Rice, D.D., 1976, Revision of Cretaceous nomenclature of the northern Great Plains in Montana, North Dakota, and South Dakota, IN Cohee, G.V., and Wright, W.B., Changes in stratigraphic nomenclature by the U.S. Geological Survey, 1975: U.S. Geological Survey Bulletin, 1422-A, p. A66-A67.


Summary:

Muddy Sandstone. The Muddy Sandstone Member of Thermopolis Shale is raised to formation rank in Montana, and by geographic extension, in North Dakota and South Dakota. Thermopolis Shale geographically restricted from Montana; Muddy Sandstone Member of Thermopolis Shale remains in good usage in Wyoming. Correlates with the Vaughn Member of Blackleaf Formation of Sweetgrass arch, northwestern Montana, and the Newcastle Sandstone of the Black Hills uplift.

Source: Changes in stratigraphic nomenclature, 1975 (USGS Bull. 1422-A, p. A28-A29, A66-A67).


Map showing publication footprint
  • Usage in publication:
    • Muddy Sandstone*
  • Modifications:
    • Revised
    • Areal extent
  • AAPG geologic province:
    • Montana folded belt
Publication:

Tysdal, R.G., Dyman, T.S., and Nichols, D.J., 1989, Lower Cretaceous bentonitic strata in southwestern Montana assigned to Vaughn Member of Mowry Shale (east) and of Blackleaf Formation (west): The Mountain Geologist, v. 26, no. 2, p. 53-61.


Summary:

Revised in that Muddy Sandstone unconformably underlies the Vaughn Member which is newly assigned to the Mowry Shale in the Greenhorn, Madison, Gallatin, and Gravelly Ranges, Beartooth and Centennial Mountains of southwest MT in Montana folded belt province. Use of Muddy in these mountain ranges represents the western limit of the use of the name. The axis of the Ruby River valley which separates the Snowcrest Range from the Greenhorn and Gravelly Range is the arbitrary location of the nomenclature change. The rocks equivalent to the Muddy to the west are in the upper part of the Flood Member and, to the northwest, the Taft Hill Member of the Blackleaf Formation. Conformably overlies Thermopolis Shale. Nomenclature chart. Of Albian, Early Cretaceous age.

Source: GNU records (USGS DDS-6; Denver GNULEX).


Map showing publication footprint
  • Usage in publication:
    • Muddy Sandstone*
  • Modifications:
    • Overview
  • AAPG geologic province:
    • Montana folded belt
Publication:

Tysdal, R.G., Dyman, T.S., and Nichols, D.J., 1989, Correlation chart of Lower Cretaceous rocks, Madison Range to Lima Peaks area, southwestern Montana: U.S. Geological Survey Miscellaneous Field Studies Map, MF-2067, 1 sheet, 15 p.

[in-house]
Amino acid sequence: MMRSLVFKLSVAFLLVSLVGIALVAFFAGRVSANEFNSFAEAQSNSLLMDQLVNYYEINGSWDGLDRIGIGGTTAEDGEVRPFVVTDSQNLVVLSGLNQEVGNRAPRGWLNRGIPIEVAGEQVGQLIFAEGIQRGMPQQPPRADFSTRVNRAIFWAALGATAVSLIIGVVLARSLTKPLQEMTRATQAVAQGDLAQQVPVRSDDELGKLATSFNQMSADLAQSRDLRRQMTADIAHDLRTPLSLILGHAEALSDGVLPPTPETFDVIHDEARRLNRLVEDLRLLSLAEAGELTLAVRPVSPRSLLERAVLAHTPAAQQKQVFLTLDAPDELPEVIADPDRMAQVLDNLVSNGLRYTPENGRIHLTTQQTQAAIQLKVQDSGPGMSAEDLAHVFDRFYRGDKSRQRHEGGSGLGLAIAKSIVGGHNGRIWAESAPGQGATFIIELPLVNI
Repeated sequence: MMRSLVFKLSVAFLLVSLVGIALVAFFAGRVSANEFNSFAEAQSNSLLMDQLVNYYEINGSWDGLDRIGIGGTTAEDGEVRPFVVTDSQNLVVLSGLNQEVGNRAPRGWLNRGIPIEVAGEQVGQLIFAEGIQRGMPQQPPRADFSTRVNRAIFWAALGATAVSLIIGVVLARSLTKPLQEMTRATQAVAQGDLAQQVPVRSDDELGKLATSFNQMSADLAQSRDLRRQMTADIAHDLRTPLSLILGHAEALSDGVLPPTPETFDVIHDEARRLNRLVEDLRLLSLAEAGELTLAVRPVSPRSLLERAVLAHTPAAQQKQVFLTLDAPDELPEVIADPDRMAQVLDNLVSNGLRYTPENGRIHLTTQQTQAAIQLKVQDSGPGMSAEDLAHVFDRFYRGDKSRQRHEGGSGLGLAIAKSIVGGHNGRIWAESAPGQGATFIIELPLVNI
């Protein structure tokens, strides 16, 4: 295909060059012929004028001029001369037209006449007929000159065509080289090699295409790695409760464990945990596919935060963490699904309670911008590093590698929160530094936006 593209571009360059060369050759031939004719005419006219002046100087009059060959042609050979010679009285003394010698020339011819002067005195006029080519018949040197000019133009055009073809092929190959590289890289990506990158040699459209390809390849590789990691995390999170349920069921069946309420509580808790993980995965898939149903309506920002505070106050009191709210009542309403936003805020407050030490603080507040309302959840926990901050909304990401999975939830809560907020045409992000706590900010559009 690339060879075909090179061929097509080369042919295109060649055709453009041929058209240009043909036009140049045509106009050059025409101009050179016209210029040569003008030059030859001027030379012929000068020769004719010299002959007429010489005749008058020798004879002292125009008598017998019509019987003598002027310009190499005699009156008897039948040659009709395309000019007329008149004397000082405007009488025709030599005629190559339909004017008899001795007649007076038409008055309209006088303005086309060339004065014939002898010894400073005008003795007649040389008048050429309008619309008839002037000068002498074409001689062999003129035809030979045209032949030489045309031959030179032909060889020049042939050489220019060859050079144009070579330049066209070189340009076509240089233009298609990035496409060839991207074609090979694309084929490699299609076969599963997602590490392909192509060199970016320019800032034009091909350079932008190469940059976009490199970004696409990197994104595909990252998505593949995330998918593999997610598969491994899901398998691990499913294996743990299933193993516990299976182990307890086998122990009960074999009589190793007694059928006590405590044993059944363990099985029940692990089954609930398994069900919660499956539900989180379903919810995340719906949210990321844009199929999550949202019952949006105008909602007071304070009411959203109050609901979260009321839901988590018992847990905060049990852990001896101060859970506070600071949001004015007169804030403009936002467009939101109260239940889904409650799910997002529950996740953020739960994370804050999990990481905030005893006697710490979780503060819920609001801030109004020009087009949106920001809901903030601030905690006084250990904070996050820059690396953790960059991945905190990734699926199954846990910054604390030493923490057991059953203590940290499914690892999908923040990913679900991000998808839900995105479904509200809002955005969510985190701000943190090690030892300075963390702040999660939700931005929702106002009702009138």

Summary:

Name applied to two yellowish-green, cross-bedded, thin-bedded sandstones separated by mudstone that lie above the shale member of the Thermopolis Shale and beneath the Vaughn Member of the Mowry Shale. Is part of the nomenclature used east of the Ruby River, Beaverhead Co, MT in the Montana folded belt province. Ranges from 50 to 115 ft thick. Is equivalent to rocks assigned to the upper part of the Flood Member of the Blackleaf Formation on the west of the Ruby River. Rocks assigned to Muddy in this report have been variously assigned to the Aspen? Formation, Muddy? Sandstone Member of the Thermopolis Shale, Colorado Formation. Muddy is of Albian, Early Cretaceous age. Columnar section.

Source: GNU records (USGS DDS-6; Denver GNULEX).


Map showing publication footprint
  • Usage in publication:
    • Muddy Sandstone*
  • Modifications:
    • Areal extent
  • AAPG geologic province:
    • Powder River basin
Publication:

Fox, J.E., 1993, Stratigraphic cross sections showing electric logs of Upper Cretaceous and older rocks, Powder River basin, southeastern Montana and northeastern Wyoming: U.S. Geological Survey Oil and Gas Investigations Chart, OC-135 to OC-138., Sections A-A' through F-F'; G-G' through L-L'; M-M' through R-R'; S-S' through V-V'


Summary:

Identified throughout the subsurface of the Powder River basin in MT and WY where it overlies Skull Creek Shale unconformably and underlies Mowry Shale. Of Early Cretaceous age. [This nomenclature shown on 22 cross sections in this OC series.]

Source: GNU records (USGS DDS-6; Denver GNULEX).


For more information, please contact Nancy Stamm, Geologic Names Committee Secretary.

Asterisk (*) indicates published by U.S. Geological Survey authors.